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Krayz - 1986 Dreamer




ARTIST: Krayz
ALBUM: Dreamer
LABEL: Self Released
YEAR: 1986

COUNTRY OF ORIGIN:

LINEUP: Gary N. LaBarr - vocals, guitars, keyboards * Michael J. Marshall - vocals, bass, synthesizer * Mark Webster - drums * Gary Cory -
guitar

TRACK LISTING: 01 Love All Alone * 02 Take Me * 03 All I Need * 04 Follow The Sun * 05 Dreamer * 06 Don't Take The Music Away * 07 It's All Over * 08 Run For Your Life * 09 Forever Free


Background
This was an obscure American band which I discovered sometime last year. If I recall, I found the file share on Usenet, which is an unusual place to find hard rock albums, especially those from the mid 80 s. Anyway, Krayz come from the same town as Duke Jupiter, Lou Gramm and Black Sheep - that being Rochester, upstate New York. The intriguing thing about this lot was the description afforded their reputation. Now if you can imagine some of the overblown descriptions that you see on CDs and LPs that are sold on eBay, then someone is obviously taking the piss. When someone described them as essential AOR, I perked up immediately thinking I had missed an album from a time frame which was my specialty. The truth is, this isn't AOR. More private release/indie based hard rock with some keyboard parts. The production was handled by Paul Curcio, who is a well known engineer in the region, having worked with Lou Gramm and been a member of groups such as the Mojo Men and J.P Racer.


The Songs
In terms of the band name I wasn't sure whether they were pronounced 'craze', or 'crazy'. It could be either or. What I do like about the band is two-fold. They do play with energy levels enhanced, plus the song arrangements and ideas are more than half decent. I like the galloping nature of 'Take Me', which reminds me of a few early 80's bands. It's a bit raw, and Canadian like in delivery, but has its moments. 'All I Need' is a punchy rocker with neat keyboard lines, in the vein of Jag Wire. Other highlights include the prog like 'Follow The Sun', 'Don't Take The Music Away', with its Angel like synth intro. It's All Over' is another to include keyboards and comes across quite well, as the chorus churns into a symphonic passage. The last tracks 'Run For Your Life' and 'Forever Free' turn into ham-fisted rockers, which undoes all the interesting work that came before.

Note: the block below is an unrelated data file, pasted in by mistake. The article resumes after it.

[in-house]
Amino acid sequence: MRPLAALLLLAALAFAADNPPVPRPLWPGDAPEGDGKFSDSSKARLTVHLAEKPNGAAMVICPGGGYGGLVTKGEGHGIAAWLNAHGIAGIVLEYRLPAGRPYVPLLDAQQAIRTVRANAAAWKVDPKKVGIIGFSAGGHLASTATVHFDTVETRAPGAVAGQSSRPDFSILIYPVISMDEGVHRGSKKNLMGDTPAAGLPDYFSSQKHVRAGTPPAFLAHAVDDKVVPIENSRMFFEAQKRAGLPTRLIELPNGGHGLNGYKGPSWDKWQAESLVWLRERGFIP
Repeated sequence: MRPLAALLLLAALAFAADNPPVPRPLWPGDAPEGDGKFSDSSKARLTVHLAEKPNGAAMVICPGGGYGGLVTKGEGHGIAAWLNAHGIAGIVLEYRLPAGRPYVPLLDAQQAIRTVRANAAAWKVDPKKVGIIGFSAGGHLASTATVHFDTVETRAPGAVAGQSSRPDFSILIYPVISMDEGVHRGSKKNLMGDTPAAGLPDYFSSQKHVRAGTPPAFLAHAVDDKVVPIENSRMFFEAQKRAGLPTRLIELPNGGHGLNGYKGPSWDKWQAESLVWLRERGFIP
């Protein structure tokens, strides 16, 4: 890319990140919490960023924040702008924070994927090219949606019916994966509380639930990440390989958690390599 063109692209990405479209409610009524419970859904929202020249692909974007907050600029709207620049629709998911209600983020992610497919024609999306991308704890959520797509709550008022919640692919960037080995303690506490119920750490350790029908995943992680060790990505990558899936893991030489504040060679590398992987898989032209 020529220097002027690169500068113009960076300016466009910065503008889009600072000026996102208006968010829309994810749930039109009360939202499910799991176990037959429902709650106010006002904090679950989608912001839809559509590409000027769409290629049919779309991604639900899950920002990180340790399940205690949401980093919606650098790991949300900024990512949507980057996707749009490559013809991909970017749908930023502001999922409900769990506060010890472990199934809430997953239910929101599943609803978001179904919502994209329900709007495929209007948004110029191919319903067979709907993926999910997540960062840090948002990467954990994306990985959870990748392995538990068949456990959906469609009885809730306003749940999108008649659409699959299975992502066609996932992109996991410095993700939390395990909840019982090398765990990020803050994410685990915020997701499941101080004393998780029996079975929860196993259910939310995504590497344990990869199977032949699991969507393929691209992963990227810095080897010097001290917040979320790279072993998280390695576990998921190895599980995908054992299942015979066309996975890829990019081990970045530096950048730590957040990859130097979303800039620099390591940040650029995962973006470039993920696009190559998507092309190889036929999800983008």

In Summary
As a wrap, I can say that the album sounds particularly dated for 1986. It does give the appearance of an indie release from 1983 or thereabouts. If you see 'Dreamer' going for krazee money on sites like Popsike or Collectors Frenzy, then don't be fooled, and keep your hard earned cash in your pocket. In saying that, some of you might like to investigate this, as there are some interesting songs which you might like to pick the eyes out of. As a footnote, the band called it quits in 1987, after their three year stint together.


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